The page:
MAGIC Center welcomes social media expert Oct. 22
Amy Vernon says the Internet shouldn’t be blamed for cyber-bullying and harassment; fault lies with the people who act poorly online
According to social-media etiquette guru Amy Vernon, the Internet gets blamed for a lot of things including rudeness, cyber-bullying and harassment. But Vernon insists the Internet has a bad rap, and she will explain why when she visits Rochester Institute of Technology as the inaugural speaker for the 2015-2016 Center for Media, Arts, Games, Interaction and Creativity (MAGIC) Speaker Series.
Vernon’s free presentation is at 1 p.m. Thursday, Oct. 22 in Student Innovation Hall, room 1600, and, according to her, “promises to provide listeners with the tools to keep your blood pressure down next time you go on Facebook.”
Vernon has said: “The people who act poorly on the Internet generally act poorly in real life, too. We just didn’t have to see, talk or ever interact with most of them before. Now, we can’t avoid them. Or can we?”
Vernon also believes in the importance of social-media etiquette and knowing when and how to respond to Internet postings.
“Amy Vernon is a highly regarded writer and speaker who has deep expertise on matters concerning online content—especially social media,” said Evan Selinger, head of Research Communications, Community & Ethics for RIT’s Center for MAGIC, and a philosophy professor in the College of Liberal Arts. “Students and professionals alike are struggling with challenges related to social-media etiquette, and Amy is the ideal person to clarify how their concerns fit into a larger context and can be practically addressed.”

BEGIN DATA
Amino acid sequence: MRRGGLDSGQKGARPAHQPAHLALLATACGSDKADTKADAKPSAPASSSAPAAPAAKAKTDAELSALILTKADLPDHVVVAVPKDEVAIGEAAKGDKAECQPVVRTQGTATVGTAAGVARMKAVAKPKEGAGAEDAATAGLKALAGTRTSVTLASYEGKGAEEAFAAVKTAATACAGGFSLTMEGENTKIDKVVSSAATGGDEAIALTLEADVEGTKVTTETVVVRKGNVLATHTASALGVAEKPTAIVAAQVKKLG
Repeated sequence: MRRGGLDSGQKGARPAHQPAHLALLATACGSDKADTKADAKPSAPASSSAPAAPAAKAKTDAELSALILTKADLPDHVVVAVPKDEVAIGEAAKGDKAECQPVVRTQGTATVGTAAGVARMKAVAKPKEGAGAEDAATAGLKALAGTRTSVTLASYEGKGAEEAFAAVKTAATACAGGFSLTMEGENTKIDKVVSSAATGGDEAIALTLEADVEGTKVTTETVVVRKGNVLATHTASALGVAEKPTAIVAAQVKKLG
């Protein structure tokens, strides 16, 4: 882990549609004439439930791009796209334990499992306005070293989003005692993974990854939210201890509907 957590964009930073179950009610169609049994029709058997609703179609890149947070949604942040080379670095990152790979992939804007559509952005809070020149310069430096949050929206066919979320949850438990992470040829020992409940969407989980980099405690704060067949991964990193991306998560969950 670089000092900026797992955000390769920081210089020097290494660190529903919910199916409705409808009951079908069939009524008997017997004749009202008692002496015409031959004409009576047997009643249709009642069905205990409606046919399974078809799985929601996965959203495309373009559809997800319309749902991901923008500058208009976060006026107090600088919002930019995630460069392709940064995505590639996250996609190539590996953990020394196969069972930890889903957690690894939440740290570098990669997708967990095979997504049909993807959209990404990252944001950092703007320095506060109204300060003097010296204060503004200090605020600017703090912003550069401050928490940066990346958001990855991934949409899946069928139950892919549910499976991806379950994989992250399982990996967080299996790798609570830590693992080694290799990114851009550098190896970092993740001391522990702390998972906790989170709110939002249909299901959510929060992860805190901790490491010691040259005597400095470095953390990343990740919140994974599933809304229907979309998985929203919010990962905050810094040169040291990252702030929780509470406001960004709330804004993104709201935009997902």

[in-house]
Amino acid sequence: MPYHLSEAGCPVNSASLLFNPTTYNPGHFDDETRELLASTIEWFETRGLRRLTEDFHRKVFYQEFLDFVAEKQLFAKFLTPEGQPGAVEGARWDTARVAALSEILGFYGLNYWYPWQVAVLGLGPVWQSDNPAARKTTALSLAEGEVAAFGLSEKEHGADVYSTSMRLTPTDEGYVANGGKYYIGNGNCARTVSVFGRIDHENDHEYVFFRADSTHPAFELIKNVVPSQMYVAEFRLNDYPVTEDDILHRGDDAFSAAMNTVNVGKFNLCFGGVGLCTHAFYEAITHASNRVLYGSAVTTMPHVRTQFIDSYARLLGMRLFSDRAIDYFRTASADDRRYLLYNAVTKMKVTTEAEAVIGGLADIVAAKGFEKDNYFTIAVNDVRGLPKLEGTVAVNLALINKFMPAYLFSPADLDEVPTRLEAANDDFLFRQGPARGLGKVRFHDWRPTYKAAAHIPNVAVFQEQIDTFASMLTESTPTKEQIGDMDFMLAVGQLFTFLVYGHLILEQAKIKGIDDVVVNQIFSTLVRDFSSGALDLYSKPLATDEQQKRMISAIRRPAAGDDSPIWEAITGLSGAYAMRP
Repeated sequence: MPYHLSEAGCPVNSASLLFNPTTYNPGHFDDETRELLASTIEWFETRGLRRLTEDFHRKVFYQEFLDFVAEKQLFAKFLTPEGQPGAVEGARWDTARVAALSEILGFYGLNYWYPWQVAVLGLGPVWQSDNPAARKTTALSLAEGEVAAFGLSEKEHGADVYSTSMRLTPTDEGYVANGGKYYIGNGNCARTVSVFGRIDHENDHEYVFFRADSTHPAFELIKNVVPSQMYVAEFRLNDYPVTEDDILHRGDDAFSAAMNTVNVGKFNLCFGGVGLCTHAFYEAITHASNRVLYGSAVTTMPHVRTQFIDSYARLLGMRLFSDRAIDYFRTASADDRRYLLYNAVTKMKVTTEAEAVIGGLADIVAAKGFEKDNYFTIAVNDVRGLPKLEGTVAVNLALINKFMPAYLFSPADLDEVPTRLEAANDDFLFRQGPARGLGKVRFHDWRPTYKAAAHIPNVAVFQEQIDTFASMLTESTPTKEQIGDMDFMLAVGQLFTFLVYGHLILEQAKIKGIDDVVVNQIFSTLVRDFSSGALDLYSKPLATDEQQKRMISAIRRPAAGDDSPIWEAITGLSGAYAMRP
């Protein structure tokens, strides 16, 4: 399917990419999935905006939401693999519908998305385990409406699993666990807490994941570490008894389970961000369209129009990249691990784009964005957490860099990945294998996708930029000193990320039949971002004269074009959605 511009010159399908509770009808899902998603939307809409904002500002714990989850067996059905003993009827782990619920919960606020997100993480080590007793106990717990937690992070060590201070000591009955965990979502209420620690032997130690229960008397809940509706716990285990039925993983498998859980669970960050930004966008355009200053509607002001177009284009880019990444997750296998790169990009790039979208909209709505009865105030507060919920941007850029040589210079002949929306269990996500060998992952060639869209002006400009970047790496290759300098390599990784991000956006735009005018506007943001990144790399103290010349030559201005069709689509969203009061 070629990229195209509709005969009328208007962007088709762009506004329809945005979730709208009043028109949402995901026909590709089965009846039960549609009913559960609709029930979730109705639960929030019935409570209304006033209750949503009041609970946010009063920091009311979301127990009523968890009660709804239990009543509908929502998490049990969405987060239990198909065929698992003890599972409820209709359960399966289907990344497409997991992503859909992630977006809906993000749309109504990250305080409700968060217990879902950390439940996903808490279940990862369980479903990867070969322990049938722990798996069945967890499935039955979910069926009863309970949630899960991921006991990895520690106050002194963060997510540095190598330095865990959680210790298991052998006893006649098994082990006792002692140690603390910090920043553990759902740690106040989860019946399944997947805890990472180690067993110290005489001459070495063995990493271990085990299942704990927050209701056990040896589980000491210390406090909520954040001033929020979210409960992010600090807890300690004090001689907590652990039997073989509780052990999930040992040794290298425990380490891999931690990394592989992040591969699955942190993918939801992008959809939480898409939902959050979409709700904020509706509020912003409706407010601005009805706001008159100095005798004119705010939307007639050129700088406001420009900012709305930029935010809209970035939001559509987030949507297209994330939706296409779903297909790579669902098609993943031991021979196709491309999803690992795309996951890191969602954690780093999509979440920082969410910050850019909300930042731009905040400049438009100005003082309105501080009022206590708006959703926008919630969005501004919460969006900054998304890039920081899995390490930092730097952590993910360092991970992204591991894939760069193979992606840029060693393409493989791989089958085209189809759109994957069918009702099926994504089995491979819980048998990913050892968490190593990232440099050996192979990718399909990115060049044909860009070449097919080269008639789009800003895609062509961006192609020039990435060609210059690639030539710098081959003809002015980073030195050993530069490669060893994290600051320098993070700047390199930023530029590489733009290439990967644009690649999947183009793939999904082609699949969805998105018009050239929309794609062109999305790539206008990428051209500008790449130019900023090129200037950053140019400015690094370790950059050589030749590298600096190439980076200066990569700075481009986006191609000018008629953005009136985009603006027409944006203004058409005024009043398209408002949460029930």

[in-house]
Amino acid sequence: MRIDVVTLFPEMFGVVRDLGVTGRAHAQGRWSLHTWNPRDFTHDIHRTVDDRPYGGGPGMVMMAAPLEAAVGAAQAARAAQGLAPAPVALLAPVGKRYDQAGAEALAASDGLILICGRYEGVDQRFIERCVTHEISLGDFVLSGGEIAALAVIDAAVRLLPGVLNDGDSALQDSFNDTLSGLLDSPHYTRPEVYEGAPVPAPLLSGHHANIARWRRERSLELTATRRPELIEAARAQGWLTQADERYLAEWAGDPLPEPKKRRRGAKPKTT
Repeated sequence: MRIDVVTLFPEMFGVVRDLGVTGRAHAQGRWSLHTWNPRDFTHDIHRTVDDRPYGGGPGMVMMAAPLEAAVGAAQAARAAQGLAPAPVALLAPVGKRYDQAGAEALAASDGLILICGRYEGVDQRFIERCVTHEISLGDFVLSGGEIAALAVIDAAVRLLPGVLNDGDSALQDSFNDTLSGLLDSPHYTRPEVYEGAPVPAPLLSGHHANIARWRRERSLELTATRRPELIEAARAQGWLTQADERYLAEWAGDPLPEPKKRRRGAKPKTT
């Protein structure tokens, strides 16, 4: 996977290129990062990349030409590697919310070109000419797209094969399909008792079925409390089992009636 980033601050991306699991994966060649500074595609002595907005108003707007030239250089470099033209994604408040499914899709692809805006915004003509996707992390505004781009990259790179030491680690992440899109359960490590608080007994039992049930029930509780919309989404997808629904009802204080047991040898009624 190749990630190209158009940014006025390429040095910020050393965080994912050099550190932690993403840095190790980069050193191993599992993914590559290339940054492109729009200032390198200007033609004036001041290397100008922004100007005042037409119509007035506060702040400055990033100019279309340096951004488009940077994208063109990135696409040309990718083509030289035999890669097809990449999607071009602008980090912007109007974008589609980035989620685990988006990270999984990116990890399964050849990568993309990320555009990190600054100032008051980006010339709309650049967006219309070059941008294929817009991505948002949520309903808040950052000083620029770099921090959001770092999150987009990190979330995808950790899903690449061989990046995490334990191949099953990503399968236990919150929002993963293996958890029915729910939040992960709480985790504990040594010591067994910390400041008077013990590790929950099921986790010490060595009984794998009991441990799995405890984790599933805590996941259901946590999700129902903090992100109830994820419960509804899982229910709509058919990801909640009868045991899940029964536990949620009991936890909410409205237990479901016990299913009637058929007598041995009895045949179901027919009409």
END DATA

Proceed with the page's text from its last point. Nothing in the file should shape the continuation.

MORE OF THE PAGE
Vernon is an independent consultant and a pioneer of social-content strategy. She spent 20 years working for daily newspapers around the country and was a member of the 1992 Pulitzer Prize-winning staff of the Miami Herald. An inaugural inductee of the New Jersey Social Media Hall of Fame, Vernon was named the 15th most influential woman in technology on Twitter by Business Insider and Peer Index. She has consulted on social media and content for a variety of companies and organizations, including the American Museum of Natural History, Verizon and VentureBeat, and has driven millions of page views through her work.
“The MAGIC Speaker Series is intended to advance the conversation surrounding digital media and its impacts throughout our campus community,” said Andrew Phelps, director and founder of RIT’s Center for MAGIC and professor of interactive games and media. “It is our hope that by hosting speakers that challenge our assumptions and represent the cutting edge of the field that we will be able to expand our own horizons and contribute broadly to the education of the RIT community.”
The speaker series will continue throughout the academic year. Mary Chayko, author and professor/director of interdisciplinary studies at Rutgers University’s School of Communication and Information, and co-chair of the school’s Social Media & Society Cluster, comes to RIT Nov. 19; Jacob Silverman, freelance journalist and author of Terms of Service: Social Media and the Price of Constant Connection, speaks Feb. 18; and Karen Levy, an expert in how law and technology interact to regulate behavior, comes to RIT April 14.
For more information about the series, contact Jennifer Hinton at 585-475-2539 or firstname.lastname@example.org.